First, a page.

University of Southern California

Unpacking Pecking Orders to Get the Gist of Web Gab

June 5, 2006

A USC Information Sciences Institute system pulls answers from online conversations by identifying the alpha chatterers.

The system, presented at a conference on human language technology on June 6, was developed to analyze technical conversations in which an objectively correct answer exists. But the method for statistically characterizing response by the group to individuals is generalizable.

Online communities are now firmly established in domains ranging from high school gossip to professional open-source software design discussions, generating huge repositories of records of human knowledge processing, pre-converted to digital form.

"For study of online natural language interaction, it's the mother lode," says Eduard Hovy of the University of Southern California Information Sciences Institute.

Such sites provide raw material for a new method that may, among other things, enable Internet chat room users to get a statistical measurement of their influence in their room.


This research is one of the first quantitative studies in the field of natural language processing that takes account of the fact that chat conversations are structured interactions among a large number of people.

In the long term, research in this area will lead to the development of systems that can automatically produce reports and summaries of meetings, researchers hope.

It's easy to simply harvest factoids from text, said Hovy (left), who holds an appointment as research associate professor in the USC Viterbi School of Engineering department of computer science in addition to his post as deputy director of the ISI Intelligent Systems Division and director of the ISI Natural Language Group.

But the fact that human conversation has an inherent structure, including temporal ordering, references to previous statements, labeled sourcing and other clues opens the door to much deeper machine-generated understanding.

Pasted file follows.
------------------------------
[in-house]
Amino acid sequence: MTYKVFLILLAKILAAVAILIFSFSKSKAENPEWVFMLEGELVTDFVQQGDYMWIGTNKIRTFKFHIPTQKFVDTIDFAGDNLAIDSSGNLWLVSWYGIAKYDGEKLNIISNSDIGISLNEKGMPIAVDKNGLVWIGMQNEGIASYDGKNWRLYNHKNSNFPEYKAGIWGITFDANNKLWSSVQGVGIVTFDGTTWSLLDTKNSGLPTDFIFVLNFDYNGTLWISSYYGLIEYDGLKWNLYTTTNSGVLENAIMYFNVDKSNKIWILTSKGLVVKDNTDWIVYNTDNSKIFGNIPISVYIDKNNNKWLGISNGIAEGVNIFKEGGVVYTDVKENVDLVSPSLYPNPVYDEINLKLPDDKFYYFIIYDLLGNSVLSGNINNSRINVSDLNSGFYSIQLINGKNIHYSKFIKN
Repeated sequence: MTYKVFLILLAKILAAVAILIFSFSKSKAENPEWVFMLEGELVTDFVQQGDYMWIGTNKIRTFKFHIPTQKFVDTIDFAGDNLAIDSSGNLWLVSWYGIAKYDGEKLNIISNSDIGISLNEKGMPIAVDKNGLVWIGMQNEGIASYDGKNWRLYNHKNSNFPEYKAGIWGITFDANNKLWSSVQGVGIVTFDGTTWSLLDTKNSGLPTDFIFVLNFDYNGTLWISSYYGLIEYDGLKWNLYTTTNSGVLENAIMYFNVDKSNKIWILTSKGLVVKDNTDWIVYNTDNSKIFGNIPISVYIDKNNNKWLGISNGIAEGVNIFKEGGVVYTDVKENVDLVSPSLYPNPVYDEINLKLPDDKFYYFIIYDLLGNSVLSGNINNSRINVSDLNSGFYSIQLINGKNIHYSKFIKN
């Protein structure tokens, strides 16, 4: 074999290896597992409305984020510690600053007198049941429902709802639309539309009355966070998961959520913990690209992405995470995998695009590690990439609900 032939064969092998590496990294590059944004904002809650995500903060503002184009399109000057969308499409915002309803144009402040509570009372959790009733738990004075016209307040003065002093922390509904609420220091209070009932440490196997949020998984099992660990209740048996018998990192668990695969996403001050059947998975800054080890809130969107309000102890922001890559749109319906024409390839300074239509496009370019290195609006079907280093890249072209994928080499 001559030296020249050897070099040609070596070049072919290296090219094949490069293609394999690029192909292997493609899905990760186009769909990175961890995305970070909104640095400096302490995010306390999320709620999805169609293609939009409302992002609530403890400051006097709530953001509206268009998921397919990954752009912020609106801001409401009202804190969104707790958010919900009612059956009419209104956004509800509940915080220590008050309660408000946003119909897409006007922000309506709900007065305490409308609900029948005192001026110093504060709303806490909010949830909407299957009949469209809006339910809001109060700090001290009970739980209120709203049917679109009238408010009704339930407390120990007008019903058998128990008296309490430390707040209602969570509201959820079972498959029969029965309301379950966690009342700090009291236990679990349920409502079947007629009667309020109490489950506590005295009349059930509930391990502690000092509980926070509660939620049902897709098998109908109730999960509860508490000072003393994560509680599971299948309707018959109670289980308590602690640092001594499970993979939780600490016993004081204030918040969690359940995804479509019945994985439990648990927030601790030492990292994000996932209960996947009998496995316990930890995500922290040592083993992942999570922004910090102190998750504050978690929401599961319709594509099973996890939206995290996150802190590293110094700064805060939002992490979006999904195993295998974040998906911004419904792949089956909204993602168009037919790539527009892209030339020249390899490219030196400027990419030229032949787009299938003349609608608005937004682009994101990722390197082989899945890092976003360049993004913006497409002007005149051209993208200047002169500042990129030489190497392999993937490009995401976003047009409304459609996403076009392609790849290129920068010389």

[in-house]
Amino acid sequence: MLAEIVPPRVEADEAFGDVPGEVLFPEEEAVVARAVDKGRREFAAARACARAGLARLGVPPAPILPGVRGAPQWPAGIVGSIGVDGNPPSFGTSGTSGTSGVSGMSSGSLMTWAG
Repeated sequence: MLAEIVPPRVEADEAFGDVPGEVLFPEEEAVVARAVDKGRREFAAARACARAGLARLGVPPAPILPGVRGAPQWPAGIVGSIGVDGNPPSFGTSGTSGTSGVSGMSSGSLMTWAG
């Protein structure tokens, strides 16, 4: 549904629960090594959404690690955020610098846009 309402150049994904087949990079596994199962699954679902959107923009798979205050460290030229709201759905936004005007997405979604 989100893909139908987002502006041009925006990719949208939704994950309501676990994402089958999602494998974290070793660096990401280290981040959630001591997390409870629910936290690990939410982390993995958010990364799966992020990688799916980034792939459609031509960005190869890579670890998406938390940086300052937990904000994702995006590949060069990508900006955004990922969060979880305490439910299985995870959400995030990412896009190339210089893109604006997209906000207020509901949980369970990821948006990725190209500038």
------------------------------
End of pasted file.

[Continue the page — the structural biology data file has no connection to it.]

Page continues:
To make use of the structure, the team used a graph-based algorithm called HITS (Hypertext Induced Topic Selection) originally used by Cornell computer scientist Joel Kleinberg to rank and classify web pages by their connections to each other.

In the study, connections between conversation participants replace the web links for the HITS analysis.

The interactions used in the study were threaded discussions from three semesters of a USC undergraduate course in computer science, including 2214 messages in 640 threads, all discussing class material and posing questions about problems.

The goal was to extract from the conversation the best answer to the questions discussed. And, according to the paper, the system works -- not perfectly, but much better than one that selects answers at random. Random selection got the answer (as determined by human inspection) right 87 out of 314 times, where the best implementation of the HITS system was correct 221 times.

The ISI implementation of HITS integrates three separate elements-speech act analysis, lexical similarity, and poster trustworthiness-to create links for interpretation for individual conversation participants.

Speech act analysis classifies the statements in the record according to what they do in the context of the discussion, assigning each to one of thirteen kinds of acts, grouped in three categories: inform, request, social-interaction.


The "inform" speech act category includes corrections, descriptions, elaborations, suggestions, and answers to questions, both simple and complex. "Requests" include not just requests for information but also for action, namely commands. "Social" speech acts include acknowledgements, thanks, compliments, criticisms, objections, and supportive statements.

Lexical analysis looks for similarities in the vocabulary of responses to see which are related to each other. From this the system can determine the threads of the conversation, and decide when new subtopics are split off.

Finally, poster trustworthiness measures the degree to which participants accept statements made by each individual. This is determined by scoring responses to a given person's posts as either negative or positive. Over time, people whose statements are more positively viewed become more central and more trusted in the online community.

To test the method, part of the data (the classification of the speech acts) was initially human coded. After it was trained, the machine system was then applied to the same data, and its performance was compared to that of the human coder. It achieved accuracy of between 65% and 70% - a figure that is likely to improve.

How soon will it be possible to download a version that can score a given poster's influence in his/her chat community? "This technology has considerable potential for commercialization," said Hovy.

Besides Hovy, the other members of the conversation study include ISI computer scientists Erin Shaw and Jihie Kim as well as graduate student Donghui Feng.

DARPA and the Lord Foundation supported the research. The presentation took place at the June 5-7 Human Language Technology Conference at NYU in New York.